Vasyl Lyashkevych
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When you in constructor define the data, later your method toString() can look like:


When you will print your objects like:


The results can look like:
 
Vasyl Lyashkevych
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You can define the data into constructors like:

  
 
Norm Radder
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@Vasyl Lyashkevych  Try not to spoonfeed too much code to the OP.  Do let him do some thinking and less copy and pasting.
 
Vasyl Lyashkevych
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Ok, understood
 
Mark Richardson
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Norm Radder wrote:@Vasyl Lyashkevych  Try not to spoonfeed too much code to the OP.  Do let him do some thinking and less copy and pasting.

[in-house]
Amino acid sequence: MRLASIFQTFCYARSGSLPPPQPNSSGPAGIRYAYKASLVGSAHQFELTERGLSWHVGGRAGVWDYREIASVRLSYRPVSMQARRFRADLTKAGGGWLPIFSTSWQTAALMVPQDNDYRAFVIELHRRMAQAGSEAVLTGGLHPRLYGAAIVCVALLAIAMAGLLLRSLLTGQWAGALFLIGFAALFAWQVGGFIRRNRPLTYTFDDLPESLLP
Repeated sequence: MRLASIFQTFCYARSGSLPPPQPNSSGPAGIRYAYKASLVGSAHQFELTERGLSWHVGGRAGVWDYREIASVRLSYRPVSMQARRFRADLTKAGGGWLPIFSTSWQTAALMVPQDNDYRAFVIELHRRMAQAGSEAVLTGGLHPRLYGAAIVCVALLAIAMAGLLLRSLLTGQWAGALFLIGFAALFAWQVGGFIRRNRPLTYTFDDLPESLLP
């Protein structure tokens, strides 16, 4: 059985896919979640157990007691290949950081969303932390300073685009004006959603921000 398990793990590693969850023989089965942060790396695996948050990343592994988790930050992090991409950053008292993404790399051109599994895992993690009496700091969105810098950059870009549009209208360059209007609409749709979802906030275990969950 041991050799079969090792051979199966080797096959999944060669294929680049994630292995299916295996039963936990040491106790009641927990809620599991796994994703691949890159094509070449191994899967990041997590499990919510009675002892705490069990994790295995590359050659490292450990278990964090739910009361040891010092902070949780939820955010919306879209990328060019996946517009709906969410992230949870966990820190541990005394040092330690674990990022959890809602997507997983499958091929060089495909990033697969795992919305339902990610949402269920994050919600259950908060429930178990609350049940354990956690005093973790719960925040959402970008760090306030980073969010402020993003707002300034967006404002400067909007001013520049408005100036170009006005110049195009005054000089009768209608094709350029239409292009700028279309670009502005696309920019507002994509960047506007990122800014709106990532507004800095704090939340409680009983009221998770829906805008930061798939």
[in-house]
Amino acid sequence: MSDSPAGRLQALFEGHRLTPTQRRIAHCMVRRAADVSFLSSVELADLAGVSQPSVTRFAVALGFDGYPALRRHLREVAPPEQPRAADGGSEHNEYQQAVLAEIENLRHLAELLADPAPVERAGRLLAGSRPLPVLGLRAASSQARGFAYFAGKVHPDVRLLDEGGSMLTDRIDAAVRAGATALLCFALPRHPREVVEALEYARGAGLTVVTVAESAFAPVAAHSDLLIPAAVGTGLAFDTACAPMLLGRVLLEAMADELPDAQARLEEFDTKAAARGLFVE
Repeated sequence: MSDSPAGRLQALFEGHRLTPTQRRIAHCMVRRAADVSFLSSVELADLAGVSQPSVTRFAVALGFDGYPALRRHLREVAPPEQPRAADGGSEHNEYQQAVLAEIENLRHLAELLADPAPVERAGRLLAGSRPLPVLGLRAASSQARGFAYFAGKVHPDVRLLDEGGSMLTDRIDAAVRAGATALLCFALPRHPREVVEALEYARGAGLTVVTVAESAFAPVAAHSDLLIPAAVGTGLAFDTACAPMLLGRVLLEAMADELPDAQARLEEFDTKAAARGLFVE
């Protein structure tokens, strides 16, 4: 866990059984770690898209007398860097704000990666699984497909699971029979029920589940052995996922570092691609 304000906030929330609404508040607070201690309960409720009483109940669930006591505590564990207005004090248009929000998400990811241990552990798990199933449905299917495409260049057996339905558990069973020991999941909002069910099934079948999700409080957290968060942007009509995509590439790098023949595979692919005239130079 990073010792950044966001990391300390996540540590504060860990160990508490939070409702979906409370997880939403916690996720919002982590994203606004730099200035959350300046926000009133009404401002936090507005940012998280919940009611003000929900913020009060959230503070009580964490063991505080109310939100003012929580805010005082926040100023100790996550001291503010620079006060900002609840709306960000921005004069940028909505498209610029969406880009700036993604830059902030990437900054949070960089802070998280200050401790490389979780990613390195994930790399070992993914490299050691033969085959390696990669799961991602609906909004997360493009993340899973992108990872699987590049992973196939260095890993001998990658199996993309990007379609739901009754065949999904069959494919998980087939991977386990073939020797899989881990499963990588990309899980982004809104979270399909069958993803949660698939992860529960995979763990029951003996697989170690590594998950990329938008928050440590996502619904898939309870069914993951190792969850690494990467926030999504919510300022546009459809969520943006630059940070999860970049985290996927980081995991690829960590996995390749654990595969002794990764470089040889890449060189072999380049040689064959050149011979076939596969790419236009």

I had a teacher once who would make us put away our pencils as he did not believe in note-taking. While this approach may have worked wonderfully for him, I needed to take notes, make drawings, review the material in order to grasp it. Professionals in their fields often become tunnel-visioned in a way where they feel that the way that they got to a certain point is the only way to get to it. That being said, I respectfully insist that the answer is "spoon-fed" to me as it allows me to grasp the material much better. Once I am given the answer, I create various versions of it and play with it to fully understand it. Otherwise, I spend an entire day trying to grasp a concept which is fairly basic and I don't move forward, which is demoralizing. This is not homework for me - this is time I am taking out as an unemployed person to pick up a skill. Thank you for understanding